4. Who is doing the certification? Excellent question! Ms. Chen asks the question, “Who is doing the certification?” This is a critically important question and there is currently confusion as to which body to use to get certified. ISO created two standards, ISO 17021-1 and ISO 17021-9, which contain requirements for certifying bodies to follow when certifying anti-bribery management systems. These separate ISO standards are meant to ensure that certification audits are conducted in a fair, impartial and consistent manner by auditors who have specific anti-bribery experience.
The U.S.’s accrediting bodies (ANAB / ANSI) and the UK’s accrediting body (UKAS) are in the process of evaluating certification bodies under these two standards so they can be designated as accredited certifiers. Companies like ETHIC Intelligence, the British Standards Institute and LRQA are all going through the accreditation process. We expect that some or all of these (and others) will be accredited by mid-next-year. Many companies are waiting to obtain certification until an accredited certification body is available, while others are moving forward with reputable certification bodies that are in the process of being accredited.
No organization should get ISO 37001 certification by a body that is not working toward accreditation. If your company is interested in obtaining certification, ASK if the certifying body is working to ISO 17021-1 and -9 standards, what methodology it is using to audit, and if it is in the process of receiving accreditation. You should also ask to see an auditor’s credentials to ensure they have the proper knowledge and experience before allowing them to conduct the ISO 37001 certification audit. If you want your ISO 37001 certification to have value, to your company and to the DOJ or any other prosecutorial authority, there are all critically factors. If the certification body can’t or won’t provide this information, find another certification body.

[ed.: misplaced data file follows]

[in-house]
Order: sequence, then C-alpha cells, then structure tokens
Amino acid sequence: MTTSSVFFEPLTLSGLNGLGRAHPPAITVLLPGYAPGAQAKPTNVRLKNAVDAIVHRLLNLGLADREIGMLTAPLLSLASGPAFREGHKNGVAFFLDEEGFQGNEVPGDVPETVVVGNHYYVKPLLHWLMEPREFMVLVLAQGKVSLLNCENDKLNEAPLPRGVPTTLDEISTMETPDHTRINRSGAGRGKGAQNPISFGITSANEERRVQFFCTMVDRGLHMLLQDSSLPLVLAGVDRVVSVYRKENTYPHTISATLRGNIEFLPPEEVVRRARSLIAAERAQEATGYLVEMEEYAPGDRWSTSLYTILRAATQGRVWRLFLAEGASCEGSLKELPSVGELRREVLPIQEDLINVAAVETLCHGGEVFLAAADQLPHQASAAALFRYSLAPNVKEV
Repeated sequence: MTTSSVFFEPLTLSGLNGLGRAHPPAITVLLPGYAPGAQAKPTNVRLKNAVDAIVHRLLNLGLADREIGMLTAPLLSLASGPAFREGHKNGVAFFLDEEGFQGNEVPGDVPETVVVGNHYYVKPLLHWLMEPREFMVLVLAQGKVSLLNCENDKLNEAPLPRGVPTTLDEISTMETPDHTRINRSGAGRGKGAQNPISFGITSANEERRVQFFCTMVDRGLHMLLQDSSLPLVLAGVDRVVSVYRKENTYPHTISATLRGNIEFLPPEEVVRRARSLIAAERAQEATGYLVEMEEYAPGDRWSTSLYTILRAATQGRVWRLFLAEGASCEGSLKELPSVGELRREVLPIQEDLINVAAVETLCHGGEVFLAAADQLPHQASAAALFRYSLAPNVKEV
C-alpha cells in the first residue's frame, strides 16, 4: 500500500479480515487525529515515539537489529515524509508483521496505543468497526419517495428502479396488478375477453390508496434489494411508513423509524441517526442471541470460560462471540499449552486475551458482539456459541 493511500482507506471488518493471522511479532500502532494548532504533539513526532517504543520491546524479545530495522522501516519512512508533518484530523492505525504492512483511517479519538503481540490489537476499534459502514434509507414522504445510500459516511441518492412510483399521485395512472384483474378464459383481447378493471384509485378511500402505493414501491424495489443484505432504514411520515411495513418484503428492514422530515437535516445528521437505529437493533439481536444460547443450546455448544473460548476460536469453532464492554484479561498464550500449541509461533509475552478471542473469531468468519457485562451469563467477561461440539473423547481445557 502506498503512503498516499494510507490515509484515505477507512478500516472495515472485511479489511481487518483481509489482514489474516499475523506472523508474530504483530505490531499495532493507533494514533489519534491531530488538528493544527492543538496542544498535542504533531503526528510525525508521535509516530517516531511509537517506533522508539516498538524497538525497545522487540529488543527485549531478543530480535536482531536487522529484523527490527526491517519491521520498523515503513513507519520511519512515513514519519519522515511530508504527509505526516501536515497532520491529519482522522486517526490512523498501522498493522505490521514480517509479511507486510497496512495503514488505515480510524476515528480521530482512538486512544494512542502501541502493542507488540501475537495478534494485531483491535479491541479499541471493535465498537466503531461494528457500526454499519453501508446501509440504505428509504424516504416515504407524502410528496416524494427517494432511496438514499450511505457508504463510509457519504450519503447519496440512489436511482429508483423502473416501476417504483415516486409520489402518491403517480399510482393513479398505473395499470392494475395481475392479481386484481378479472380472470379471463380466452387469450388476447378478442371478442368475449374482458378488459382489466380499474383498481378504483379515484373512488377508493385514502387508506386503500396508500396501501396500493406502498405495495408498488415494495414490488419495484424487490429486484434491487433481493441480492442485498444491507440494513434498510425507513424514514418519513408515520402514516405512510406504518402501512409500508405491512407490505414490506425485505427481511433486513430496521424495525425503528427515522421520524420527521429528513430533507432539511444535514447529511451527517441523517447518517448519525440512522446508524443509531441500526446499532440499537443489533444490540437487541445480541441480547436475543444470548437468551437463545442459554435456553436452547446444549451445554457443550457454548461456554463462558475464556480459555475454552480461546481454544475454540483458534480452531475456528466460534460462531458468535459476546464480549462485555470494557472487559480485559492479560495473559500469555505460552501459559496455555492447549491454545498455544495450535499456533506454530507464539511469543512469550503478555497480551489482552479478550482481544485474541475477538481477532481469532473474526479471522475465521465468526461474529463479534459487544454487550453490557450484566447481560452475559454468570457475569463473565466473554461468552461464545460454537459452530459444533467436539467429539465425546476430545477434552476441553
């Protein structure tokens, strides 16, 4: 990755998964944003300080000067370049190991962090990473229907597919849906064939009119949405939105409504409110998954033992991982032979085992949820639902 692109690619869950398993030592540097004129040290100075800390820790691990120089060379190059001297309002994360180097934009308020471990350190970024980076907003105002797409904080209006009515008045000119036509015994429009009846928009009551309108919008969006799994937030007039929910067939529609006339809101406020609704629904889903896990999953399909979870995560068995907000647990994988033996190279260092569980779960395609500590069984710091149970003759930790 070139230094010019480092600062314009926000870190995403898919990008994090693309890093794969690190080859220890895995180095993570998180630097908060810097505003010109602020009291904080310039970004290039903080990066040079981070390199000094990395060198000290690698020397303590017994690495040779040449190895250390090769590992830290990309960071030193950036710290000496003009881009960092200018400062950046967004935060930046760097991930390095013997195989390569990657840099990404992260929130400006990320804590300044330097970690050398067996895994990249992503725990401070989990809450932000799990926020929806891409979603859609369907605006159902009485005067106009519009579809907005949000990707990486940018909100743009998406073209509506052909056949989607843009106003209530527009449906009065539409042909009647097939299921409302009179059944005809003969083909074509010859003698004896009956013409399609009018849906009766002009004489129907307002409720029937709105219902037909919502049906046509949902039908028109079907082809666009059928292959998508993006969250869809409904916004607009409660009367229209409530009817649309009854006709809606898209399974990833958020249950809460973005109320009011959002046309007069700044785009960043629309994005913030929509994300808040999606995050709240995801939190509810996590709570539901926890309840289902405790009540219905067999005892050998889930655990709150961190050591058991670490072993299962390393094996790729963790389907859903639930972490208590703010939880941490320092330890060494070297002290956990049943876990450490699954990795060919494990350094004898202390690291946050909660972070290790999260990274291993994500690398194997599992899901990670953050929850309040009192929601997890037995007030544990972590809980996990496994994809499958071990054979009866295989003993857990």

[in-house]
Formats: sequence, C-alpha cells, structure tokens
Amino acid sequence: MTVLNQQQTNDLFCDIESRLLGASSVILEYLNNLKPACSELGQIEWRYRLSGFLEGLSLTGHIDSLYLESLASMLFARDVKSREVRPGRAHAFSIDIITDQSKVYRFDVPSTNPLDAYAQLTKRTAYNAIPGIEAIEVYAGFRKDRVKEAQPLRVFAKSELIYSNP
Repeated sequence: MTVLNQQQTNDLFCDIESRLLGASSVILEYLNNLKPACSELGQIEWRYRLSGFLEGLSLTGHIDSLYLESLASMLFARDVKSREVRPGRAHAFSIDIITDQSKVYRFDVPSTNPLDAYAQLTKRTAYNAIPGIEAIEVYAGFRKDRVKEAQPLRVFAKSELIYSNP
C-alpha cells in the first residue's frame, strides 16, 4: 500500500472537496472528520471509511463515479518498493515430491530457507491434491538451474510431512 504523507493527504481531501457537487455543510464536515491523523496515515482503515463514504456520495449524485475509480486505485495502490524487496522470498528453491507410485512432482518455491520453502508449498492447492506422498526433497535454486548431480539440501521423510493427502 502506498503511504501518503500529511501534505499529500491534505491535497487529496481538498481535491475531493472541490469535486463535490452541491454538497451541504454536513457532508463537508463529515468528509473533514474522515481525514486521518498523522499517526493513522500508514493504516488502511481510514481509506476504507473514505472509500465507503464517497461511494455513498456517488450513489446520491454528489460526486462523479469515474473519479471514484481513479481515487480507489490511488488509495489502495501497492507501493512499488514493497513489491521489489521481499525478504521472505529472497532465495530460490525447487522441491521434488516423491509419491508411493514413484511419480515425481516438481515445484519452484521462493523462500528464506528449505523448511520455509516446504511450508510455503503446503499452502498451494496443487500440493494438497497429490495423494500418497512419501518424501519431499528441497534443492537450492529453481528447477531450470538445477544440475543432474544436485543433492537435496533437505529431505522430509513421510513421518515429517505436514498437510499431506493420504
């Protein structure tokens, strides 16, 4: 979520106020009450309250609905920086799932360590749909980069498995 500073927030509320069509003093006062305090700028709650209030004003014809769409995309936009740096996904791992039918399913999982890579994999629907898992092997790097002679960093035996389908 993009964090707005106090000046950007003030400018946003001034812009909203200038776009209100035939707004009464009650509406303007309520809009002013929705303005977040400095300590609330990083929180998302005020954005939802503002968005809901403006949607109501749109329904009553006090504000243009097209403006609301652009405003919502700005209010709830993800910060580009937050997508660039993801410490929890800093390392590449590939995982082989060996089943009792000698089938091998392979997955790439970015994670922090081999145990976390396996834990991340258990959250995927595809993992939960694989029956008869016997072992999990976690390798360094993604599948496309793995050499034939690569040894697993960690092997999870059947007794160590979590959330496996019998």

5. The purpose that certification serves. At the end of her post, Ms. Chen suggests that some companies are interested in ISO 37001 certification as a PR exercise. Maybe that’s true in some cases. But I’ve watched compliance programs be transformed by using the ISO 37001 framework. Too many compliance professionals are forced to sit outside of Board meetings waiting for a measly 15 minutes to present a year’s worth of efforts. But ISO 37001 doesn’t let top management pass the buck. If the company wants certification, it has to do more. ISO 37001 requires proper resourcing for the compliance department -- financial resources and human resources, as well as any necessary tools - and real involvement of the C-suite and Board.
Moreover, I can think of at least three reasons for a company to seek certification: (1) it wants to ensure that it’s meeting global best practices, including, but not just limited to the U.S. DOJ’s guidance, (2) it wants a way to systematically prove to the world, including its shareholders, that it is serious about anti-bribery in a verifiable way, and (3) so it can require its suppliers and subsidiaries to meet the same objective standard by asking them to obtain ISO 37001 certification as a pre-condition of working with them.
Ms. Chen concludes with a statement with which I wholeheartedly agree: “It’s time the E&C profession recognizes that we need data to back-up our claims that our programs are accomplishing anything other than spending and bureaucracy.”
We do need to back up our claims -- and ISO 37001 certification is a great tool for doing so.
This piece originally appeared at the FCPA Blog on Oct. 24, 2017, available at: http://bit.ly/2y1PFxm